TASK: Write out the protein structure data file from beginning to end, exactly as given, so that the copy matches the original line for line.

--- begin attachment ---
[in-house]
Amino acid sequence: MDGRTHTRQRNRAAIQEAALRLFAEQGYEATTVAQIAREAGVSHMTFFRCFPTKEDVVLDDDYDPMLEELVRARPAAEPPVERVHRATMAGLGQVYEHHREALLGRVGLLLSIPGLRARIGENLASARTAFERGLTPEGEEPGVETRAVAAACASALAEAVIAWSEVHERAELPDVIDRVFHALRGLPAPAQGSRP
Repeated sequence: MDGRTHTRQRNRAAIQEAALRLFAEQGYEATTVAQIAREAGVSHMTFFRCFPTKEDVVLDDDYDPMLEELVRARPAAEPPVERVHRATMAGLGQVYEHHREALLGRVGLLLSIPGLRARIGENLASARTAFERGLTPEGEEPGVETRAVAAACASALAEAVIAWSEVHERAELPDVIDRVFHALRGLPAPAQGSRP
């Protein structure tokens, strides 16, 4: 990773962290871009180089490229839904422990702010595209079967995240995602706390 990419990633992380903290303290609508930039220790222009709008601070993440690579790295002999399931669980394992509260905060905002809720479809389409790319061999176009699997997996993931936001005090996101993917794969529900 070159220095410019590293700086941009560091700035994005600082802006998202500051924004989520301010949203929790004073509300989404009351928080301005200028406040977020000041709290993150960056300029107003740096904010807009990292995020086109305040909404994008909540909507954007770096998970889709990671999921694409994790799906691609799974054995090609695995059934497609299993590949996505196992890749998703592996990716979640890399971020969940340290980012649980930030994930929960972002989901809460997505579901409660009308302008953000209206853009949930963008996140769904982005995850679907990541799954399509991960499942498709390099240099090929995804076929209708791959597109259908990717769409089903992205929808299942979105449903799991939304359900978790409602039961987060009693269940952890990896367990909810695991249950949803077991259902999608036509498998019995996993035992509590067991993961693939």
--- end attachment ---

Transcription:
[in-house]
Amino acid sequence: MDGRTHTRQRNRAAIQEAALRLFAEQGYEATTVAQIAREAGVSHMTFFRCFPTKEDVVLDDDYDPMLEELVRARPAAEPPVERVHRATMAGLGQVYEHHREALLGRVGLLLSIPGLRARIGENLASARTAFERGLTPEGEEPGVETRAVAAACASALAEAVIAWSEVHERAELPDVIDRVFHALRGLPAPAQGSRP
Repeated sequence: MDGRTHTRQRNRAAIQEAALRLFAEQGYEATTVAQIAREAGVSHMTFFRCFPTKEDVVLDDDYDPMLEELVRARPAAEPPVERVHRATMAGLGQVYEHHREALLGRVGLLLSIPGLRARIGENLASARTAFERGLTPEGEEPGVETRAVAAACASALAEAVIAWSEVHERAELPDVIDRVFHALRGLPAPAQGSRP
């Protein structure tokens, strides 16, 4: 990773962290871009180089490229839904422990702010595209079967995240995602706390 990419990633992380903290303290609508930039220790222009709008601070993440690579790295002999399931669980394992509260905060905002809720479809389409790319061999176009699997997996993931936001005090996101993917794969529900 070159220095410019590293700086941009560091700035994005600082802006998202500051924004989520301010949203929790004073509300989404009351928080301005200028406040977020000041709290993150960056300029107003740096904010807009990292995020086109305040909404994008909540909507954007770096998970889709990671999921694409994790799906691609799974054995090609695995059934497609299993590949996505196992890749998703592996990716979640890399971020969940340290980012649980930030994930929960972002989901809460997505579901409660009308302008953000209206853009949930963008996140769904982005995850679907990541799954399509991960499942498709390099240099090929995804076929209708791959597109259908990717769409089903992205929808299942979105449903799991939304359900978790409602039961987060009693269940952890990896367990909810695991249950949803077991259902999608036509498998019995996993035992509590067991993961693939």